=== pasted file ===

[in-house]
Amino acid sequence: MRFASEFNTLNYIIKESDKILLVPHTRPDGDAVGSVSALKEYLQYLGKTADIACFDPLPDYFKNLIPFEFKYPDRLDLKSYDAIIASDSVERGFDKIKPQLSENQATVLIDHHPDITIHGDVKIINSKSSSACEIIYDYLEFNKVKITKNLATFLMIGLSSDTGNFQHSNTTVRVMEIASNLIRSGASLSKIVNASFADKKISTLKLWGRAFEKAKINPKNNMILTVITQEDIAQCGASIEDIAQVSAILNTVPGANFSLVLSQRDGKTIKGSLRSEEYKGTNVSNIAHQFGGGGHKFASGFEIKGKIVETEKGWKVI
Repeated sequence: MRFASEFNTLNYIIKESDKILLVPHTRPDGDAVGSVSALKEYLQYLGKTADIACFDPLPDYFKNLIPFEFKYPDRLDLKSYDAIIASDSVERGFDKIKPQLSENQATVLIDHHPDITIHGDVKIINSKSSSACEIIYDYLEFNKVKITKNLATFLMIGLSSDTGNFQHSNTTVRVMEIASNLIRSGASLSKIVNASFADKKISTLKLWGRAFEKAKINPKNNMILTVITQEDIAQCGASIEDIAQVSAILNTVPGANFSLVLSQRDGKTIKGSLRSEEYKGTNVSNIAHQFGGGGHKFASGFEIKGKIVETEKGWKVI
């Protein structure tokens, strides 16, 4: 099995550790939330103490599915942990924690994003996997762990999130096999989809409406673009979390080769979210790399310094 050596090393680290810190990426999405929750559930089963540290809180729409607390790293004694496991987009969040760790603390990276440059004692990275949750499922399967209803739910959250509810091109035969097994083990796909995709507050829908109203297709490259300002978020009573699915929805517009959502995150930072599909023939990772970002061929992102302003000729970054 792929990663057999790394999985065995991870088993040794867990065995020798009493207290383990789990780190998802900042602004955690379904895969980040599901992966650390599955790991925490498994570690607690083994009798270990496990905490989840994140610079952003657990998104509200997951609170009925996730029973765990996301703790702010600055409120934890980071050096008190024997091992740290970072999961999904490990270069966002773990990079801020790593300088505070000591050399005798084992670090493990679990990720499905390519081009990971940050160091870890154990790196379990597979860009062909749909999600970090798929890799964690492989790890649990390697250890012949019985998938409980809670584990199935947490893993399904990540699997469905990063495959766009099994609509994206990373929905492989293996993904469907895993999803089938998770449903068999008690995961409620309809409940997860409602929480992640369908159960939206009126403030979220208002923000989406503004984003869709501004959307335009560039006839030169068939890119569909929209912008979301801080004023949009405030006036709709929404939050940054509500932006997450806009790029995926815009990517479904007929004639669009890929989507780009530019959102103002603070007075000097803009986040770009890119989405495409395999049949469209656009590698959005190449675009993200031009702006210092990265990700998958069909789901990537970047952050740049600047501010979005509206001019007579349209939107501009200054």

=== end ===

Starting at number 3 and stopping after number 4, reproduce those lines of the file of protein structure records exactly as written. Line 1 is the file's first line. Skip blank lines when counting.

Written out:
Repeated sequence: MRFASEFNTLNYIIKESDKILLVPHTRPDGDAVGSVSALKEYLQYLGKTADIACFDPLPDYFKNLIPFEFKYPDRLDLKSYDAIIASDSVERGFDKIKPQLSENQATVLIDHHPDITIHGDVKIINSKSSSACEIIYDYLEFNKVKITKNLATFLMIGLSSDTGNFQHSNTTVRVMEIASNLIRSGASLSKIVNASFADKKISTLKLWGRAFEKAKINPKNNMILTVITQEDIAQCGASIEDIAQVSAILNTVPGANFSLVLSQRDGKTIKGSLRSEEYKGTNVSNIAHQFGGGGHKFASGFEIKGKIVETEKGWKVI
């Protein structure tokens, strides 16, 4: 099995550790939330103490599915942990924690994003996997762990999130096999989809409406673009979390080769979210790399310094 050596090393680290810190990426999405929750559930089963540290809180729409607390790293004694496991987009969040760790603390990276440059004692990275949750499922399967209803739910959250509810091109035969097994083990796909995709507050829908109203297709490259300002978020009573699915929805517009959502995150930072599909023939990772970002061929992102302003000729970054 792929990663057999790394999985065995991870088993040794867990065995020798009493207290383990789990780190998802900042602004955690379904895969980040599901992966650390599955790991925490498994570690607690083994009798270990496990905490989840994140610079952003657990998104509200997951609170009925996730029973765990996301703790702010600055409120934890980071050096008190024997091992740290970072999961999904490990270069966002773990990079801020790593300088505070000591050399005798084992670090493990679990990720499905390519081009990971940050160091870890154990790196379990597979860009062909749909999600970090798929890799964690492989790890649990390697250890012949019985998938409980809670584990199935947490893993399904990540699997469905990063495959766009099994609509994206990373929905492989293996993904469907895993999803089938998770449903068999008690995961409620309809409940997860409602929480992640369908159960939206009126403030979220208002923000989406503004984003869709501004959307335009560039006839030169068939890119569909929209912008979301801080004023949009405030006036709709929404939050940054509500932006997450806009790029995926815009990517479904007929004639669009890929989507780009530019959102103002603070007075000097803009986040770009890119989405495409395999049949469209656009590698959005190449675009993200031009702006210092990265990700998958069909789901990537970047952050740049600047501010979005509206001019007579349209939107501009200054």